Dear respected readers
This time I'd like to share something related to troubleshooting in Linux. What makes me want to share it, is not about how sophisticated the step I did, but how awfully simple it was! Please read on.
Ok, so it started when I was about to left my office. Then suddenly my phone rang and turned out to be whatsapp message from my colleague, saying "we need your help". Anyway, before we proceed, let's state one thing: I try my best to reconstruct the situation based on my brain's memory, so I beg you pardon if something is missed. I hope that still deliver the message.
......Oh and, one more thing, lately when I read "we need your help", I began to think it actually means "we're in deep shit". Hehehehe
The situation is as follow: my co-worker said that a SAN connection was disconnected without clear reason. Thus, it made multipath construction broke and eventually one or more mount points unmounted. And the goal: put the mount point back ASAP.
Clock was ticking and I didn't have time to check the root cause. So, I shifted my attention to seek ways to restore it. Co-worker said that the missing device, /dev/mapper/mpaths was back online. So, it was a bit easier. But he said, the lvm should be back by itself. "Right?". Ehm well, not really....
Then I asked few things, with the hope to know the situation, right before the disaster happen:
Me (M): "how many logical volume is missing?"
Co-worker (C): "one"
M: "and numbers of volume groups?"
M: "and the physical volume?"
C: "yes, one, again"
M:"so you're saying in this mpaths, to the best you could recall, there is only on physical partition and that formatted as physical volume?"
C: "yup, indeed"
M:"and how big is this single partition?"
C: "not sure, but I guess it is as big as the disk"
Pay attention that the last question is critical. Why? Because my plan is to recreate the partition using fdisk. If somehow I create smaller physical partition, then there is a chance I put the entire logical volume in jeopardy. And what if bigger? maybe no danger. But ideally, I have to made it exactly as big as it was.
One more thing: we don't know the start sector of the partition. This might affect sector alignment and again, break the logical volume. So, it was like tossing the dice in the air. Got the right number? Good. Wrong number? ...hehhehe, need to say? :D
Since not much option left, I ask for approval from the team leader while explaining the risk of my method. He answered okay. (actually not okay, but we left with no better choice. So my method is the best bet, before we have to pull out from backups. Oh, forgot to say, this is THE backup server. Double burn, eh? heheheh )
Do backup first:
dd if=/dev/sda of=/mnt/backup/sda.img bs=32K
dd if=/dev/sdb of=/mnt/backup/sdb.img bs=32K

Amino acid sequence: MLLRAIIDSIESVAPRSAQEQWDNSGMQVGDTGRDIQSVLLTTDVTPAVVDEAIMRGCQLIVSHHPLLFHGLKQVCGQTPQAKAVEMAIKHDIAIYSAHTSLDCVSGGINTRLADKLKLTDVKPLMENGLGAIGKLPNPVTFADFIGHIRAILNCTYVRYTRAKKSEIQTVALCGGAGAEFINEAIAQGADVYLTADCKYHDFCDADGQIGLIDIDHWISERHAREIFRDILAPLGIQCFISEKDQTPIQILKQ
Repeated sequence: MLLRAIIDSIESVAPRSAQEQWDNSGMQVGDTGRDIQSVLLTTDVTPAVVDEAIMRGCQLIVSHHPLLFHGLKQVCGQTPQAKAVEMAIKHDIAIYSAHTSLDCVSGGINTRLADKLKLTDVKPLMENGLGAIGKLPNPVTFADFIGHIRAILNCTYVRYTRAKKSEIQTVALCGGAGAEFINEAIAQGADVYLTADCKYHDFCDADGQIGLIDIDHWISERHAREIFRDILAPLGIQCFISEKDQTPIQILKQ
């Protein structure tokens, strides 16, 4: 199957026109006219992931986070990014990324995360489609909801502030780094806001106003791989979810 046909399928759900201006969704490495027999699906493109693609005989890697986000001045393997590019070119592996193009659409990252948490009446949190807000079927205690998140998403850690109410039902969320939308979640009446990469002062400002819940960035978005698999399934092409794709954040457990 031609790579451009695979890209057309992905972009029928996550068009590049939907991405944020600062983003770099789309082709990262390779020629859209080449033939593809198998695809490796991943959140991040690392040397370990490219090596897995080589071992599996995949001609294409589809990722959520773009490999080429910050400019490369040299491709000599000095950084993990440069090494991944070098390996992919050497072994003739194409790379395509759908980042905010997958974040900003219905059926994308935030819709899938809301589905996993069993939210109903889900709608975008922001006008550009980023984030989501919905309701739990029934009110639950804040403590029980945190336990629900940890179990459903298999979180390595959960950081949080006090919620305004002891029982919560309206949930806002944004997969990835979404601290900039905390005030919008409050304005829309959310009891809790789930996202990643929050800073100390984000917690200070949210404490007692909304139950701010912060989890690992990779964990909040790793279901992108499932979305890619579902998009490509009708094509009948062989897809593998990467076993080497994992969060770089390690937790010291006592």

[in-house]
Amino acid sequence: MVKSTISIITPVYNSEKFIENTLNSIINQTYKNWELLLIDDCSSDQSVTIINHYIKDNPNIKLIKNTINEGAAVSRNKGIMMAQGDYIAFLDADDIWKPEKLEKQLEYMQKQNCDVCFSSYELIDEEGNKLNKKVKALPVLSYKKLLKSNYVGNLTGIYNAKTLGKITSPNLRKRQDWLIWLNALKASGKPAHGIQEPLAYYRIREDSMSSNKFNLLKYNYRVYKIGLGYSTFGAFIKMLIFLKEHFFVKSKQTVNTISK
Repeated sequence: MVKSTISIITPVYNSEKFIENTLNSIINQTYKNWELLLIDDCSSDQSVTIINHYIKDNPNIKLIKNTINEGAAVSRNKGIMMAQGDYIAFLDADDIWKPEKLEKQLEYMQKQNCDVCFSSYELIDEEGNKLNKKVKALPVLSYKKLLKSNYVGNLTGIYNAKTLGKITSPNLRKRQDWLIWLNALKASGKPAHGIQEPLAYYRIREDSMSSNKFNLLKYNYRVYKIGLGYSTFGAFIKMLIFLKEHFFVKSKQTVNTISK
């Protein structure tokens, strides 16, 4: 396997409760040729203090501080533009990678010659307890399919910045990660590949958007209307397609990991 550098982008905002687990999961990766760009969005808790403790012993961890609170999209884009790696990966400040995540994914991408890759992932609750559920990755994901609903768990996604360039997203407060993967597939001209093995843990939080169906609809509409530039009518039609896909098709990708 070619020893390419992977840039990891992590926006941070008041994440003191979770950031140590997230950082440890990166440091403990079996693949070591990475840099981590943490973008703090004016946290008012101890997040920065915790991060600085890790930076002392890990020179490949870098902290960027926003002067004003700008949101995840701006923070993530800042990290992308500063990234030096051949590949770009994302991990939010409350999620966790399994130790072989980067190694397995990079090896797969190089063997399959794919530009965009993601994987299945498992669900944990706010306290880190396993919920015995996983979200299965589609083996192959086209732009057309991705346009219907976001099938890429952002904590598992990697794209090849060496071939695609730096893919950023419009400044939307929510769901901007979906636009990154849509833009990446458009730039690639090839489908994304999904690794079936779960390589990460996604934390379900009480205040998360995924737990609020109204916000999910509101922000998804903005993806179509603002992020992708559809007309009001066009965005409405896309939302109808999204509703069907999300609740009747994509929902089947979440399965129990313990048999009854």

I don't exactly recall why I backup sda and sdb. But usually it was my instinct to be safe. Better safe than sorry, right?
create new primary partition
size? make it as big as it can. luckily fdisk handle the alignment for us. And for the bonus, fdisk also calculate the biggest possible size for us.
don't forget to write the change
Then, run a series of:
And Thank God, it back!!
Oh, like a movie, here is the twist: before I did all the above, actually I cheat and check first few lines of:
strings -a /dev/mapper/mpaths
Then I see that the LVM descriptor was still there, unharmed! And it also mentioned that the one and only logical volume there (which I forgot the name) was based on physical volume named mpaths1. So my co-worker information was indeed correct. Thus once the partition was back, there is no need to recreate physical volume and so on. They were automagically restored by themselves!
Breaking news: the other day, similar situation happened. This time, volume group informed that one of the physical volume was missing.
Again, same interview like above. And from checking first physical partition that formed the volume group using "strings", it said the missing one is, let's name it, /dev/sdf
Okay, /dev/sdf. Why there is no number suffix? like sdf1 or something like that. My guess is, the sys admin was using the entire disk as physical volume.
Again, need permission from the leaders. Got it, then I simply ran:
Run again series of magic:
pvscan && vgscan && lvscan && pvs && vgs && lvs
Thank God, again! It back!
Moral of the story: you don't need to master "out of the planet scripting language" or "able to read hexcodes" to solve problem. All you need are:
1. Calm down. I never heard or see or read somebody able to tackle an issue while screaming all over the place....
2. Try to reconstruct WHY it happened
3. Based on #3 (hypotheses), create plan
4. before executing plan, create BACKUP!
5. execute your plan. (this is why it is called plan, to be executed. So even if your plan sounds sophisticated, but if you don't have guts to do it, then the value is zero, my friend)
Hope it helps you in day to day operation, until next time!